Covid-19 vaccines likely induce strong, persistent immunity: Study

Researchers at Washington University School of Medicine in St. Louis have found evidence that immune response to Covid vaccines, namely Pfizer and Moderna, is both strong and potentially long-lasting

Covid-19 vaccines likely induce strong, persistent immunity: Study
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Researchers at Washington University School of Medicine in St. Louis have found evidence that the immune response to Covid-19 vaccines, namely Pfizer and Moderna, is both strong and potentially long-lasting.

The researchers extracted cells from 14 people who received the Pfizer vaccine. Samples were obtained three weeks after the first dose, and at weeks four, five and seven. Ten of the participants gave additional samples 15 weeks after the first dose. None of the participants previously had been infected with the virus that causes Covid-19, the Xinhua news agency reported.

Three weeks after the first dose, all 14 participants had formed germinal centers with B cells producing antibodies that target a key SARS-CoV-2 protein, the virus that causes Covid-19. The response expanded greatly after the booster shot and then stayed high. Even 15 weeks after the first dose, eight of 10 people still had detectable germinal centres containing B cells targeting the virus.

"This is evidence of a really robust immune response," said co-senior author Rachel Presti, associate professor of medicine. "Your immune system uses germinal centres to perfect the antibodies so they can bind well and last as long as possible. The antibodies in the blood are the end result of the process, but the germinal centre is where it is happening."

The researchers also obtained blood samples from 41 people who received the Pfizer vaccine, including eight who previously had been infected with the virus that causes Covid-19. Samples were obtained prior to the administration of each dose of the vaccine, as well as at weeks four, five, seven and 15 after the first dose. In people without prior exposure to the virus, antibody levels rose slowly after the first dose and peaked one week after the second. People who previously had been infected already had antibodies in their blood before the first dose. Their levels shot up quickly after the first dose and peaked higher than the uninfected participants' levels.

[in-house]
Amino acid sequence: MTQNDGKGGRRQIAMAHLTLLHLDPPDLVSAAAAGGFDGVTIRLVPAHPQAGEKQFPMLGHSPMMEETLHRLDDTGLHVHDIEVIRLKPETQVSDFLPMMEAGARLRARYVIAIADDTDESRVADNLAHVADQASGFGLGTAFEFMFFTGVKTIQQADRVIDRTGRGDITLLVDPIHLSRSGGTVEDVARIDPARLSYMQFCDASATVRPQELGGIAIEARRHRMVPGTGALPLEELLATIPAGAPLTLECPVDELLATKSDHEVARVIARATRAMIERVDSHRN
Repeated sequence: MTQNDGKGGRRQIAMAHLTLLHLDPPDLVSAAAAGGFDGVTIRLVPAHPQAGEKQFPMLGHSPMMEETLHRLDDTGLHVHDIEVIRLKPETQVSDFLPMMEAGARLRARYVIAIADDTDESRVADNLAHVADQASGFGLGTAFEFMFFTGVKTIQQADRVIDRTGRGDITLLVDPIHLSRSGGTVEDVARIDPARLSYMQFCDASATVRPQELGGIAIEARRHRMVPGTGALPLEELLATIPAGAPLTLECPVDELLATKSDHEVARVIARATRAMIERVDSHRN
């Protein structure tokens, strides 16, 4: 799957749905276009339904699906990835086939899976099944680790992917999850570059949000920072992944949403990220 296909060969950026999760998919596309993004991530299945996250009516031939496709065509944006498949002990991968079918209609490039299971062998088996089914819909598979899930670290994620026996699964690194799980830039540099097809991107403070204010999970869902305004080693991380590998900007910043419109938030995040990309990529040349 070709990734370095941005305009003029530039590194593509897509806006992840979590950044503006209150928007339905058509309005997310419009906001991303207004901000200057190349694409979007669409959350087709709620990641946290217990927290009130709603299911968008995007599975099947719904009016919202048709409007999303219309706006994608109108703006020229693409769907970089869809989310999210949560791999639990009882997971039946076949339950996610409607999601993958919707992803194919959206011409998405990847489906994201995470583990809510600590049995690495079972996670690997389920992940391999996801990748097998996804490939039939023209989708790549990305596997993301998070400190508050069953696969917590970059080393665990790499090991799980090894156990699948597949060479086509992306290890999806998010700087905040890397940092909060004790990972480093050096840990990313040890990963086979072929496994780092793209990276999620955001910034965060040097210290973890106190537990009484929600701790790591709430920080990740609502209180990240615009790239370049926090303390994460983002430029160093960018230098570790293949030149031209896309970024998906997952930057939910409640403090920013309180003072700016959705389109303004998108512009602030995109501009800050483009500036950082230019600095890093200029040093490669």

"When we looked at the data we could see an effect," said co-first author Jane O'Halloran, an assistant professor of medicine. "If you've already been infected and then you get vaccinated, you get a boost to your antibody levels. The vaccine clearly adds benefit, even in the context of prior infection, which is why we recommend that people who have had Covid-19 get the vaccine."


Moreover, vaccination led to high levels of neutralizing antibodies effective against three variants of the virus, including the Beta variant from South Africa that has shown some resistance to vaccines.

Unlike most vaccines, the Pfizer and Moderna vaccines were created with mRNA technology, and mRNA-based vaccines provide instructions for the body to build and release foreign proteins, such as the spike protein in the case of the SARS-CoV-2 virus.

The study is published Monday in the journal Nature.

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Published: 29 Jun 2021, 8:28 AM